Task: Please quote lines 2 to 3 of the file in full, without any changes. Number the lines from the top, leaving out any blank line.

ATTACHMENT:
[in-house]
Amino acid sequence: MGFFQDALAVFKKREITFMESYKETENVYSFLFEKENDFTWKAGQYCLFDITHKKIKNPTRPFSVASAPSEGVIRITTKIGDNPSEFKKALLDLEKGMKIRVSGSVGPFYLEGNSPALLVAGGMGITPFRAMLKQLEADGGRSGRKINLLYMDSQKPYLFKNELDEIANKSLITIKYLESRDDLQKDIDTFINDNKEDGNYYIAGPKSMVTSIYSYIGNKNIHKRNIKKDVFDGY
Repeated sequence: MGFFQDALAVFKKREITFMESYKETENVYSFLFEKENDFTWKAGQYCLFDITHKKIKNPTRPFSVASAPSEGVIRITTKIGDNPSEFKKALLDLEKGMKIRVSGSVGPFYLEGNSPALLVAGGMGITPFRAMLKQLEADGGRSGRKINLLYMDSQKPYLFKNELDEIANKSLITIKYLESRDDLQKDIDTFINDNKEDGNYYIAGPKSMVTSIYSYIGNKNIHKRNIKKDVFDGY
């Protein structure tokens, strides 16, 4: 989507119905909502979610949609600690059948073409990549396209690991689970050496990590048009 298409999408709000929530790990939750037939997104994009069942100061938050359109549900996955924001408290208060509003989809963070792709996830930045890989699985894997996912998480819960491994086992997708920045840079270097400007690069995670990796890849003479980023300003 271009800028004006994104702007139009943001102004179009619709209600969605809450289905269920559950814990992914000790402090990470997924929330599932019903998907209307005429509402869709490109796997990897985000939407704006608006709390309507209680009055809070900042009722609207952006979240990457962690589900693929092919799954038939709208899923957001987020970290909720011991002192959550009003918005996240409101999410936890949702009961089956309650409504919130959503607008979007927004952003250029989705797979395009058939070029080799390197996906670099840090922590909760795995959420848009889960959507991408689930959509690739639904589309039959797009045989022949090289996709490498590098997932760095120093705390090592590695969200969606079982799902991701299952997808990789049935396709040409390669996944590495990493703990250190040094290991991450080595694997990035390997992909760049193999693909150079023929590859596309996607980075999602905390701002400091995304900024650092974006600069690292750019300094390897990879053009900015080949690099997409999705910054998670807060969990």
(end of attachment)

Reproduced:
Amino acid sequence: MGFFQDALAVFKKREITFMESYKETENVYSFLFEKENDFTWKAGQYCLFDITHKKIKNPTRPFSVASAPSEGVIRITTKIGDNPSEFKKALLDLEKGMKIRVSGSVGPFYLEGNSPALLVAGGMGITPFRAMLKQLEADGGRSGRKINLLYMDSQKPYLFKNELDEIANKSLITIKYLESRDDLQKDIDTFINDNKEDGNYYIAGPKSMVTSIYSYIGNKNIHKRNIKKDVFDGY
Repeated sequence: MGFFQDALAVFKKREITFMESYKETENVYSFLFEKENDFTWKAGQYCLFDITHKKIKNPTRPFSVASAPSEGVIRITTKIGDNPSEFKKALLDLEKGMKIRVSGSVGPFYLEGNSPALLVAGGMGITPFRAMLKQLEADGGRSGRKINLLYMDSQKPYLFKNELDEIANKSLITIKYLESRDDLQKDIDTFINDNKEDGNYYIAGPKSMVTSIYSYIGNKNIHKRNIKKDVFDGY